If your mail carrier complains to you about your mailbox being so far from the curb, it’s perfectly appropriate to respond by saying, “I’m sorry you feel that way.”
Here’s what that statement really means:
- “Your feelings are your problem.”
- “How you feel has nothing to do with me.”
- “I don’t care.”
- “You’re on your own.”
If these are what you mean to convey — and really, what more does the mail carrier have any right to expect from you, unless she’s your sister? — , then by all means tell people who have a complaint against you that you’re “sorry they feel that way.”
But if you want to keep your loved ones well-loved, please don’t ever use this line with them, especially when they tell you that you hurt their feelings.
“I’m sorry you feel that way” is not an apology.
When you say this to someone, you don’t get to check the “I apologized” box. Instead, you’ve got to check the box that says, “I gave them a shove toward the door and told them to keep walking.”
If you accidentally said this to someone you truly care about, you might want to call them right now and offer a real apology for shutting them down instead of hearing them out. Tell them you regret the way you handled it when they approached you about that thing…
And hope they don’t respond by telling you they’re “sorry you feel that way.”
If you’ve been on the receiving end of these words, how did it feel?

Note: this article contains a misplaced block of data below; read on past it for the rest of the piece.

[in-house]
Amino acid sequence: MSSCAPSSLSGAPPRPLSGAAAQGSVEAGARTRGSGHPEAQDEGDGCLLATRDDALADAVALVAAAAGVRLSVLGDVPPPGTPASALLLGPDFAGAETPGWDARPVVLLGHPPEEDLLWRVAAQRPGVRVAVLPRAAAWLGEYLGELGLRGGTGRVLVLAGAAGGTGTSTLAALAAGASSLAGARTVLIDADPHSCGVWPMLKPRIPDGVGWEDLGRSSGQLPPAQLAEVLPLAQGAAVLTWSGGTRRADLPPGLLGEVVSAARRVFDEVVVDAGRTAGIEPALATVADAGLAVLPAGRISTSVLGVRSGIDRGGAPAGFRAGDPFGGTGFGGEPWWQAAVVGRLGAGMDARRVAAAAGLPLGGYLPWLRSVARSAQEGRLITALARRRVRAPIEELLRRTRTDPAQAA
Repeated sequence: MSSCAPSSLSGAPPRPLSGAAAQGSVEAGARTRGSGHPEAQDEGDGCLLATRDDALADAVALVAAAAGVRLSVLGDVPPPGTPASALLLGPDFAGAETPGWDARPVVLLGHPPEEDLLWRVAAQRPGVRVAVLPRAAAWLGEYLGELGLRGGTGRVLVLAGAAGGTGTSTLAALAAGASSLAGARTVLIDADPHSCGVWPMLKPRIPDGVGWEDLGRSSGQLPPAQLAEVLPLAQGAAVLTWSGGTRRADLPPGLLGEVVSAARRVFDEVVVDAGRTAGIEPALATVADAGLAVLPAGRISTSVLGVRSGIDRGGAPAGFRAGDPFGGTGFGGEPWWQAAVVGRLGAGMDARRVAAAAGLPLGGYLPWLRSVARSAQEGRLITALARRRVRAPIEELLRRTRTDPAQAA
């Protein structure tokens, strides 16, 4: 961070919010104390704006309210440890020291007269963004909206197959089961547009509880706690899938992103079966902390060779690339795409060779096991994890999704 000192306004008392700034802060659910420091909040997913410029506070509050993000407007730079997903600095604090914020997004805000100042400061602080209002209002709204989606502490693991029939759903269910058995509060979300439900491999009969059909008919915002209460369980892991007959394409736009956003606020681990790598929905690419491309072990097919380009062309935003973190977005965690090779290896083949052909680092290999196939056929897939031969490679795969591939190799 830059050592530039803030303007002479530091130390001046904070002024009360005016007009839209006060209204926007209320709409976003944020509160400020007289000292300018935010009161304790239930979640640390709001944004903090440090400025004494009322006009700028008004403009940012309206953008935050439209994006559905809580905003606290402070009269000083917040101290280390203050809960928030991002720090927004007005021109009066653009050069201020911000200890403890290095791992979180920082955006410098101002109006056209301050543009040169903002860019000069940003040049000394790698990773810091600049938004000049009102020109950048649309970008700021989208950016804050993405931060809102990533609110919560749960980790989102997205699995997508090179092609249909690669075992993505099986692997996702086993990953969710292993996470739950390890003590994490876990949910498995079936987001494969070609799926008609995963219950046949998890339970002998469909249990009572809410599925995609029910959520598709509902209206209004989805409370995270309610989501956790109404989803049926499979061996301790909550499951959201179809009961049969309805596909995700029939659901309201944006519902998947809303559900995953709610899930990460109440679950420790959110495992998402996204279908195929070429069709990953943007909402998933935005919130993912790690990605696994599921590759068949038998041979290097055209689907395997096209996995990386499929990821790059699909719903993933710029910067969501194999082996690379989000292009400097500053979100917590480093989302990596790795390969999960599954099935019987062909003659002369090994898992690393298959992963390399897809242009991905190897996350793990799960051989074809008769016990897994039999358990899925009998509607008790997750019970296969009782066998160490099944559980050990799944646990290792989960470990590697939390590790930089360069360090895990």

Have you ever used these words to set a necessary boundary with someone? Like the mail carrier?
1 thought on ““I’m Sorry You Feel That Way””
I really appreciate this article, except that I disagree that it is okay to say this to anyone unless your intent is to be mean and snarky and you can admit that to yourself and others. The assessment of the true meaning of this expression is spot on. In my opinion, It’s better to say, “I see that my mailbox is an inconvenience for you, but I’m not willing to move it because it is too much work for me.” But that’s because I feel no need to be nasty to my mail carrier. Telling me that my mailbox is too far away from the curb is not expressing a feeling, it is an observation. If my mail carrier says she is frustrated having to reach so far I would validate her feelings by saying “I can see why that is frustrating, and I am sorry it’s frustrating, but I am not willing to move it.” If I don’t like my mail carrier because she frequently messes up my mail deliveries in spite of me asking her to please be more careful, I might say, “Yeah, that must be frustrating, but Im glad it is, because I don’t care about your feelings since you don’t care about mine.” Because that’s being honest, instead of snarky. Personally, I just really hate that expression. I find it to be just plain mean.